Star orbiting Milky Way’s supermassive black hole proves Einstein right

The findings, published in the journal Astronomy & Astrophysics, are a result of 27 years of observations

A star orbiting a supermassive black hole at the heart of the Milky Way moves in a way that was predicted by physicist Albert Einstein more than a century ago, astronomers have found.

The orbit of the star, called S2, is shaped like a rosette, which is supported by Einstein’s general theory of relativity.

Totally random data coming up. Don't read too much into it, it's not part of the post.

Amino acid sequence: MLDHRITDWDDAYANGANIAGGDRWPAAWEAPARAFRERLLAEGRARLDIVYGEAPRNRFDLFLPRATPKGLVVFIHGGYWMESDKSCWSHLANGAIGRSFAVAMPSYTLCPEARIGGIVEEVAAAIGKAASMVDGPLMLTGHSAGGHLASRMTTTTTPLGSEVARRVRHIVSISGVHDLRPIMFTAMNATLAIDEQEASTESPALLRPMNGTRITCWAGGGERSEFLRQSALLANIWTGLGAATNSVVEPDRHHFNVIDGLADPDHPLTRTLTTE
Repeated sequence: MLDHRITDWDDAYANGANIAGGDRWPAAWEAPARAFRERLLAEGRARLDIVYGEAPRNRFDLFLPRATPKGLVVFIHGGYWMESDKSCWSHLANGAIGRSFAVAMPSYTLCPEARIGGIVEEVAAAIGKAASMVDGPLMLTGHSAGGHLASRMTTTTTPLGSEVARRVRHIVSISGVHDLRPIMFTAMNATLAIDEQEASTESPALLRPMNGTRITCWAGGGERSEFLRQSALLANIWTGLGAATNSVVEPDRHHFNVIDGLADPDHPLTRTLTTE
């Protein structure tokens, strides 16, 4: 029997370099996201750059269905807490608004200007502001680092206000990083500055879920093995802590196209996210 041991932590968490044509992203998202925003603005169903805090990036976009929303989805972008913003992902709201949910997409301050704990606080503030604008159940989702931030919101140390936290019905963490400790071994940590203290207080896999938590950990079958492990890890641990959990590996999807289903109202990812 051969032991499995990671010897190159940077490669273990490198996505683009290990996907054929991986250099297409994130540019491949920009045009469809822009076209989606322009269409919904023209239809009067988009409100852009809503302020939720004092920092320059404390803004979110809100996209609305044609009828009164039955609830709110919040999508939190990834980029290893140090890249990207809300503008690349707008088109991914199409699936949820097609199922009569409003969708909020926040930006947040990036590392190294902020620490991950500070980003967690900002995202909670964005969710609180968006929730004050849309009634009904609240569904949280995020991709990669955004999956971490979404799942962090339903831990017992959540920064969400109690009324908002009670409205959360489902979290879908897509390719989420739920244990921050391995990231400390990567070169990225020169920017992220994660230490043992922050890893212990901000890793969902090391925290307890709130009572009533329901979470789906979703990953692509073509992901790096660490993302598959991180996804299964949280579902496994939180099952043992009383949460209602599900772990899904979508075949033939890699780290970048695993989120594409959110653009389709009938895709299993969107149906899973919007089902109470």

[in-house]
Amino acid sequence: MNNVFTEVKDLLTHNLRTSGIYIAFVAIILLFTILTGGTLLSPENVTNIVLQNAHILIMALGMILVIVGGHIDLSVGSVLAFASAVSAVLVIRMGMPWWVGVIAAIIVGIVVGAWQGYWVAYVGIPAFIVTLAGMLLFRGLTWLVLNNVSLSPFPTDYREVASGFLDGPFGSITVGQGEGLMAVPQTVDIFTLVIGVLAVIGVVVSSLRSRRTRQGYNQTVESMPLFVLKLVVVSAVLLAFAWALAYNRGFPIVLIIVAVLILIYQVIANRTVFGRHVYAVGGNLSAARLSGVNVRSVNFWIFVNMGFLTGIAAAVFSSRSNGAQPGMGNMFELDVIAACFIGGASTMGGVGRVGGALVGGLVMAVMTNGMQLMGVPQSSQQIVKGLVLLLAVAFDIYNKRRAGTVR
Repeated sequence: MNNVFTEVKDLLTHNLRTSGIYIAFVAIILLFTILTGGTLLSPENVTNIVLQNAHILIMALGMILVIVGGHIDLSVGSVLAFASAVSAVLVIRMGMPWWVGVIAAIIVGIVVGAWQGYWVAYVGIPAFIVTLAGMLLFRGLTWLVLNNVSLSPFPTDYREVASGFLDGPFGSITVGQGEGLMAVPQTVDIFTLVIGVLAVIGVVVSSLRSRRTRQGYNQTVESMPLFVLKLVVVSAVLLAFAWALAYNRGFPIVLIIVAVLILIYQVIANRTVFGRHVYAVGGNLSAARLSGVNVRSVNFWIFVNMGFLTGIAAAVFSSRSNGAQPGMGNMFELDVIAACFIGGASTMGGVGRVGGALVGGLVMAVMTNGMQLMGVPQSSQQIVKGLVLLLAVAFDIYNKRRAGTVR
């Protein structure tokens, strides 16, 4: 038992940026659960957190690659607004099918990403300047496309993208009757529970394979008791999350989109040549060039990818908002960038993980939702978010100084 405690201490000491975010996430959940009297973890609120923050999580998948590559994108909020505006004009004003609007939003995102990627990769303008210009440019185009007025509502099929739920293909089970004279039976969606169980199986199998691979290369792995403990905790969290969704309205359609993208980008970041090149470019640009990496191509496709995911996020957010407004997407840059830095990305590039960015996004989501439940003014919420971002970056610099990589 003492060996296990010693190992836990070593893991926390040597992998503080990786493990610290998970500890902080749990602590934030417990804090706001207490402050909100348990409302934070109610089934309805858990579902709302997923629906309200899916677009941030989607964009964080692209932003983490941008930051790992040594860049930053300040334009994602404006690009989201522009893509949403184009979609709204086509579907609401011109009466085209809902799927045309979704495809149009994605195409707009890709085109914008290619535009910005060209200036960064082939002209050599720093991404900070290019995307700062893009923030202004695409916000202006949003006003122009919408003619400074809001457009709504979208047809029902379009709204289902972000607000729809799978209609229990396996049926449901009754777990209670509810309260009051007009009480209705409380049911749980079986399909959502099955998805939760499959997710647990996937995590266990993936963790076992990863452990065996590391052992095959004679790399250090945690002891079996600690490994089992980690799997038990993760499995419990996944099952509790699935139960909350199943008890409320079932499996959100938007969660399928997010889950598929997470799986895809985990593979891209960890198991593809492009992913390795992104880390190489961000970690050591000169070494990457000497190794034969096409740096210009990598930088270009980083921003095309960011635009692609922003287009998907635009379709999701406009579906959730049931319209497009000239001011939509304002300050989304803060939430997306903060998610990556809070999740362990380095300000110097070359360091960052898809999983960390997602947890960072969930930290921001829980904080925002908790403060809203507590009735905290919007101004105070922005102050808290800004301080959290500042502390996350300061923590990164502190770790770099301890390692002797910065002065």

S2 orbits the supermassive black hole Sagittarius A*, which is 26,000 light years from the Sun, once every 16 years.

The findings, published in the journal Astronomy & Astrophysics, are a result of 27 years of observations of the star using a range of instruments, including the European Space Observatory’s Very Large Telescope, located in the Atacama Desert in Chile.

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Reinhard Genzel, a director at the Max Planck Institute for Extraterrestrial Physics (MPE) in Germany and the architect of the program, said the first evidence of general relativity was seen in the orbit of Mercury around the Sun.

Read more: PA Media